• Not able to reuse code that uses generics
  • My preferred classes not being available uniformly (for example, forced to use Vector over List)

I have opened discussions regarding this on SO (here and here), but couldn't reach a conclusion.

  • +1 for reference to crossplatform experience android-j2me – k3b Jan 2 '12 at 7:08

The logging layer can be made portable by using the Simple Logging Facade for Java(SLF4J) which is available for java/log4j and for android.


Also,you can try this out


Contains documentation and tools to map your android app to windows phone

Also read this,even though it contains instructions specific to android - windows phone interop,im sure they apply to other platforms as well



What I do is create a web service outside of the android app which can be used by the android app as well as other systems (websites, windows apps, iphone apps etc).

A simple REST web service which supports JSON is a good example to fetch data and also insert/update data. JSON is particularly suitable because its so lightweight, and doesn't require alot of bandwidth which is great for slow mobile connections.

This way you can store your models/data storage outside of the android app, and it can be used by other apps very easily.


The database layer can be made more portable by using android jdbc or by using a database abstraction layer/object relational mapper/ActiveRecord implementation.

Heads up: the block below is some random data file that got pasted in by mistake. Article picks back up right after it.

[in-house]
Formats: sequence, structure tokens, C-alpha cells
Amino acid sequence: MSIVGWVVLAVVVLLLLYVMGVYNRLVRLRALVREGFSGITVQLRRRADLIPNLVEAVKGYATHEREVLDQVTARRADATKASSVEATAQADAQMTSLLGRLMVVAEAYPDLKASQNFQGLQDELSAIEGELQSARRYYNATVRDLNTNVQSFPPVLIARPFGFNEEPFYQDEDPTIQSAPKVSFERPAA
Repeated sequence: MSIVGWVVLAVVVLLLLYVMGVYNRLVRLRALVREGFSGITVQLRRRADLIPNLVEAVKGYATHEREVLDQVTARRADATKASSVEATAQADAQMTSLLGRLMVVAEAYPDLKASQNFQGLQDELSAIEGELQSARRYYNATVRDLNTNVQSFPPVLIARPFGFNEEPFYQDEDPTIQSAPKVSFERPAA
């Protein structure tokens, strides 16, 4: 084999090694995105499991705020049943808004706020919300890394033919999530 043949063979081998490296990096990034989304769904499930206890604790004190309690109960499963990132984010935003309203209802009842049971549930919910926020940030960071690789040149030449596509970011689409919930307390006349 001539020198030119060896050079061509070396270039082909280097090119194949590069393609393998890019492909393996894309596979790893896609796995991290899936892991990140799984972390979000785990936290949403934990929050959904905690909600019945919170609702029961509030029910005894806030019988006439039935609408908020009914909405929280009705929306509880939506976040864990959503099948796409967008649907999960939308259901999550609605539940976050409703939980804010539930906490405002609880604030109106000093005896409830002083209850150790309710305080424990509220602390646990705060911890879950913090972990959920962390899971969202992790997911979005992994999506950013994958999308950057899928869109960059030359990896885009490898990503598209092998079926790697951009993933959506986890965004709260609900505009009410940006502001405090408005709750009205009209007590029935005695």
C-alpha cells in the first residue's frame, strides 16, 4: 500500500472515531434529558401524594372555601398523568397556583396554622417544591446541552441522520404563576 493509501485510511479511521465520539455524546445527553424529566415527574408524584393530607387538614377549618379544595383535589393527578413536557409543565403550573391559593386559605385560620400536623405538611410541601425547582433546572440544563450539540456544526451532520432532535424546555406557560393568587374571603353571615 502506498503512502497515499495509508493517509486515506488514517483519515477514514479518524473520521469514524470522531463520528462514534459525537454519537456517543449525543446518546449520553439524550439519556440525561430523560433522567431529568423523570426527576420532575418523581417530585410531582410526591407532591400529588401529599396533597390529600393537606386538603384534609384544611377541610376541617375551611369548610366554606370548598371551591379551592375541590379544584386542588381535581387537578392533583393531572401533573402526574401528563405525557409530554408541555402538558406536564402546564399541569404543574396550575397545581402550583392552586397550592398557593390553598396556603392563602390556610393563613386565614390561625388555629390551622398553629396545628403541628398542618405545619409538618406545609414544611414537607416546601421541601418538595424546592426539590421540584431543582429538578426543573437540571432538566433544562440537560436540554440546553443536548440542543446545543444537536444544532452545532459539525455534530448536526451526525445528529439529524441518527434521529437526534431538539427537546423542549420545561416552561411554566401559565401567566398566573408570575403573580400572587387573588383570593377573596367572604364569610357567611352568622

Has anyone tried make android.database(.sqlite) runnable on a non android system?


If you carefully separate business logic from UI and android perks you would be able to reuse it in desktop environment. Android is quite different from it in intialisation and application lifecycle - abstracting creation and setup of BL is also necessary.

Usefull pattern for this purpose would be dependency injection. There are different frameworks around, and some are more suited for android (like roboguice) or desktop (spring or picocontainer or guice).

Android appliactions are very constrained in memory, and this puts limits on what frameworks you can use there. So you may need to abstract data storage as well ( hibernate comes handy on desktop / server side , but too heavy for mobile device)


I'm inclined to suggest trying out the new native extensions for Adobe Air. It allows you to create a device-specific chunk of native code, and connect it to the Air framework, accessing it as you would other objects in Air. (cf. http://www.adobe.com/devnet/air/articles/extending-air.html). This allows you to keep the Android-only code as is, and then replace that code with iOS, Windows DLL, etc. code as needed.

This doesn't solve the problem of translating Java code to other languages/platforms, of course. Still, some of the logic you are doing natively may very well exist already cross-platform in Air. For example, you can access the camera in Air in all supported OSes without writing any device-specific code.

You will probably need to go beyond the current Air classes, so some examples may help: